July 21st, 2012| Topic: RaMbLeS | 0


Just. Stop. Raining.

That was the rather odd command issued in a Times of London editorial last week.

Yes, the Brits are getting tired of rain. What with the Olympics and all, this is a wet season promising to douse all the athletic excitement. Londoners, in particular, are getting tired of the miserable weather, which has been plaguing them for months.

Every day—drizzles and downpours, sprinkles and showers. Wet. Flood alerts all over the country. The rain is coming down hard, with no place to go.

Concerts canceled. Music festivals washed out. Sporting events soaked.

Rain, earlier, even delayed play and forced the roof to close at Wimbledon’s tennis final, a few weeks ago, which saw Andy Murray, the local hero, lose to Roger Federer. Blame it on rain!

The Olympic torch relay was also hit by the weather with organizers forced to cancel outdoor events in places.

The wettest period of April to June on record.

They say that the climate in the U.K. is unpredictable. Not these days. It’s rain, rain, and more rain. Gloom and doom (though this weekend is supposed to be better).

That’s when the venerable Times decided to take action.

“Let us make our position crystal clear: We are against this weather,” wrote the unsigned op-ed author. “It must stop raining, and soon.”

I’m not entirely certain whom they are addressing here.

Britain’s Meteorological Office blames the jet stream, the narrow band of fast-moving wind which flows west to east across the Atlantic, for the foul weather.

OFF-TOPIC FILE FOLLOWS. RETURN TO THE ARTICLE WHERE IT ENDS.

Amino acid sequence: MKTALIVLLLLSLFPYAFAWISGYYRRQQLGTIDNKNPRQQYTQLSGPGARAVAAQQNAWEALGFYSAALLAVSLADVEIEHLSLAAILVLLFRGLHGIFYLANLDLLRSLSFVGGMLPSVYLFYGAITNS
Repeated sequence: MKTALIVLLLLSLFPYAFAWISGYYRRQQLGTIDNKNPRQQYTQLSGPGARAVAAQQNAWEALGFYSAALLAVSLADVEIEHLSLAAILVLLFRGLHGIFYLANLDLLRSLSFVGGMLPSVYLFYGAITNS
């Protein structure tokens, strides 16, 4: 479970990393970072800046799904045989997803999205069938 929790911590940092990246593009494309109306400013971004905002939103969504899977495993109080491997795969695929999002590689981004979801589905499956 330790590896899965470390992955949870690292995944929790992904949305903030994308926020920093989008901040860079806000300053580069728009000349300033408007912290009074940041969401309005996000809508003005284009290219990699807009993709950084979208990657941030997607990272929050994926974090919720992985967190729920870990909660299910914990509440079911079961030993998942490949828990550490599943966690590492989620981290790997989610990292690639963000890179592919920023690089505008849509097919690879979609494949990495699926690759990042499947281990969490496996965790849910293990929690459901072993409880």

The Times editorial lamented the discounted swimwear, unsold garden furniture, and unused barbecue grills—all the result of the excess rain. Apparently, they allege, the rains have affected the country’s potato harvest, thereby pushing up the price of “chips” (read “fries,” if you are in the U.S.). That did it for them. “When the proverbial cheapness of chips comes under threat, The Times says enough is enough,” the editorial declared.

That’s when people turn to God. When the price of fries goes up.

Not that “Just. Stop. Raining.” is going to particularly endear the ear of the Almighty and induce him to let a bit of sunshine through. I’m not convinced that commanding God is a useful practice.

For I know that the LORD is great
And that our Lord is above all gods.
Whatever the LORD pleases, He does,
In heaven and in earth, in the seas and in all deeps.
He causes the vapors to ascend from the ends of the earth;
Who makes lightnings for the rain,
Who brings forth the wind from His treasuries.
Psalm 135:5–7

Perhaps a bit more endearing tone would have lent itself to appeal to the mercies of the Creator.

Met Office spokeswoman Sarah Holland was a bit more realistic than the The Times. In an apologetic email she acknowledged that while the weather was disappointing, “unfortunately there is nothing we can do about it.” Indeed!

Behold, God is exalted, and we do not know;
The number of His years is unsearchable.
For He draws up the drops of water,
They distill rain from the mist,
Which the clouds pour down,
They drip upon man abundantly.
Can anyone understand the spreading of the clouds,
The thundering of His pavilion?
Job 36:26–29

Instead …

Sing to the LORD with thanksgiving;
Sing praises to our God on the lyre,
Who covers the heavens with clouds,
Who provides rain for the earth,
Who makes grass to grow on the mountains.
Psalm 147:7–8

Yeah, try that for a change. Instead of yelling at God, go find a lyre!

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